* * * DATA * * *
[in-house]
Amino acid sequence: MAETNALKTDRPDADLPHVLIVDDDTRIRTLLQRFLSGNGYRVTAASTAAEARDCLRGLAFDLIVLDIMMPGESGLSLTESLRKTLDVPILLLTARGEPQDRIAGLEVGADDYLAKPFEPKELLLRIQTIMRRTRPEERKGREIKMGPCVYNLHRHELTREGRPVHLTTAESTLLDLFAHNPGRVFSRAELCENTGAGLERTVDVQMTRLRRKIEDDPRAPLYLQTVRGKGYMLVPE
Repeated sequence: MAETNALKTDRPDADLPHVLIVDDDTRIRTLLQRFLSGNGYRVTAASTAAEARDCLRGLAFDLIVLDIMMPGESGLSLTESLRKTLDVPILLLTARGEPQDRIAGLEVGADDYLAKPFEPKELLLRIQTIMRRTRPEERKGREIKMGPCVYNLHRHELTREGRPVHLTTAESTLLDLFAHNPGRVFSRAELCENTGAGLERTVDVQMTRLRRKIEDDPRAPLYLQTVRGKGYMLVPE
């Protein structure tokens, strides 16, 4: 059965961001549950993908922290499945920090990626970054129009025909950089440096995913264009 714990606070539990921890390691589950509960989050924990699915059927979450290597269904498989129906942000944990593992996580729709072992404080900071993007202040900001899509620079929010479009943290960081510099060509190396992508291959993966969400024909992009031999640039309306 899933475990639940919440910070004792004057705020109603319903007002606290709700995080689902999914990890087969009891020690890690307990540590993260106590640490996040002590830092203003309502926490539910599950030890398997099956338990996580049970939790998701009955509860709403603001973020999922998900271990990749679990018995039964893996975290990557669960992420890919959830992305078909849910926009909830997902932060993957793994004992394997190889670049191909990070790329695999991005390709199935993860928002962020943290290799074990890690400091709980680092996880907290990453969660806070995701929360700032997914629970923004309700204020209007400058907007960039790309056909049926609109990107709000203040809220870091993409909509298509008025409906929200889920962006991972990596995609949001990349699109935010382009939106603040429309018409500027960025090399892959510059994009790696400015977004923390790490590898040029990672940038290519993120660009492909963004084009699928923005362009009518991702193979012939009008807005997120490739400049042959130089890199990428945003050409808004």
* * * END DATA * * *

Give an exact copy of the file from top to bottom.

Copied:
[in-house]
Amino acid sequence: MAETNALKTDRPDADLPHVLIVDDDTRIRTLLQRFLSGNGYRVTAASTAAEARDCLRGLAFDLIVLDIMMPGESGLSLTESLRKTLDVPILLLTARGEPQDRIAGLEVGADDYLAKPFEPKELLLRIQTIMRRTRPEERKGREIKMGPCVYNLHRHELTREGRPVHLTTAESTLLDLFAHNPGRVFSRAELCENTGAGLERTVDVQMTRLRRKIEDDPRAPLYLQTVRGKGYMLVPE
Repeated sequence: MAETNALKTDRPDADLPHVLIVDDDTRIRTLLQRFLSGNGYRVTAASTAAEARDCLRGLAFDLIVLDIMMPGESGLSLTESLRKTLDVPILLLTARGEPQDRIAGLEVGADDYLAKPFEPKELLLRIQTIMRRTRPEERKGREIKMGPCVYNLHRHELTREGRPVHLTTAESTLLDLFAHNPGRVFSRAELCENTGAGLERTVDVQMTRLRRKIEDDPRAPLYLQTVRGKGYMLVPE
């Protein structure tokens, strides 16, 4: 059965961001549950993908922290499945920090990626970054129009025909950089440096995913264009 714990606070539990921890390691589950509960989050924990699915059927979450290597269904498989129906942000944990593992996580729709072992404080900071993007202040900001899509620079929010479009943290960081510099060509190396992508291959993966969400024909992009031999640039309306 899933475990639940919440910070004792004057705020109603319903007002606290709700995080689902999914990890087969009891020690890690307990540590993260106590640490996040002590830092203003309502926490539910599950030890398997099956338990996580049970939790998701009955509860709403603001973020999922998900271990990749679990018995039964893996975290990557669960992420890919959830992305078909849910926009909830997902932060993957793994004992394997190889670049191909990070790329695999991005390709199935993860928002962020943290290799074990890690400091709980680092996880907290990453969660806070995701929360700032997914629970923004309700204020209007400058907007960039790309056909049926609109990107709000203040809220870091993409909509298509008025409906929200889920962006991972990596995609949001990349699109935010382009939106603040429309018409500027960025090399892959510059994009790696400015977004923390790490590898040029990672940038290519993120660009492909963004084009699928923005362009009518991702193979012939009008807005997120490739400049042959130089890199990428945003050409808004």